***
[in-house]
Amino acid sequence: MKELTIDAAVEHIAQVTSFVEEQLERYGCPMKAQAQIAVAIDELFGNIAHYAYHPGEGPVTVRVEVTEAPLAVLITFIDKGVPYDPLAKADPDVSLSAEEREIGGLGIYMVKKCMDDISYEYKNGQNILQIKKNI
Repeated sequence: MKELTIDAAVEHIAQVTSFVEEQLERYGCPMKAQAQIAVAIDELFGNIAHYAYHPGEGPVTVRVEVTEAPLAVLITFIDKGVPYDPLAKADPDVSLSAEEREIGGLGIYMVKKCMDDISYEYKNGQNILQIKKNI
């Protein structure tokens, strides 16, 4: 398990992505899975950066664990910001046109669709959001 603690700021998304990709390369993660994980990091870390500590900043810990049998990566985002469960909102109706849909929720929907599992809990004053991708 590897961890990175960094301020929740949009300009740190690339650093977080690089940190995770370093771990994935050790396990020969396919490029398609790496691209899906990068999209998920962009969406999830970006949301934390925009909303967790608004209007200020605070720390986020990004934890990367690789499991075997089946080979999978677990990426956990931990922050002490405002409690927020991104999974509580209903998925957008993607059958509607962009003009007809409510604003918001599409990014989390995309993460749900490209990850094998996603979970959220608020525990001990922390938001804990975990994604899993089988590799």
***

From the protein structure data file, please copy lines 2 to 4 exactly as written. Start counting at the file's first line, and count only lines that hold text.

Amino acid sequence: MKELTIDAAVEHIAQVTSFVEEQLERYGCPMKAQAQIAVAIDELFGNIAHYAYHPGEGPVTVRVEVTEAPLAVLITFIDKGVPYDPLAKADPDVSLSAEEREIGGLGIYMVKKCMDDISYEYKNGQNILQIKKNI
Repeated sequence: MKELTIDAAVEHIAQVTSFVEEQLERYGCPMKAQAQIAVAIDELFGNIAHYAYHPGEGPVTVRVEVTEAPLAVLITFIDKGVPYDPLAKADPDVSLSAEEREIGGLGIYMVKKCMDDISYEYKNGQNILQIKKNI
């Protein structure tokens, strides 16, 4: 398990992505899975950066664990910001046109669709959001 603690700021998304990709390369993660994980990091870390500590900043810990049998990566985002469960909102109706849909929720929907599992809990004053991708 590897961890990175960094301020929740949009300009740190690339650093977080690089940190995770370093771990994935050790396990020969396919490029398609790496691209899906990068999209998920962009969406999830970006949301934390925009909303967790608004209007200020605070720390986020990004934890990367690789499991075997089946080979999978677990990426956990931990922050002490405002409690927020991104999974509580209903998925957008993607059958509607962009003009007809409510604003918001599409990014989390995309993460749900490209990850094998996603979970959220608020525990001990922390938001804990975990994604899993089988590799």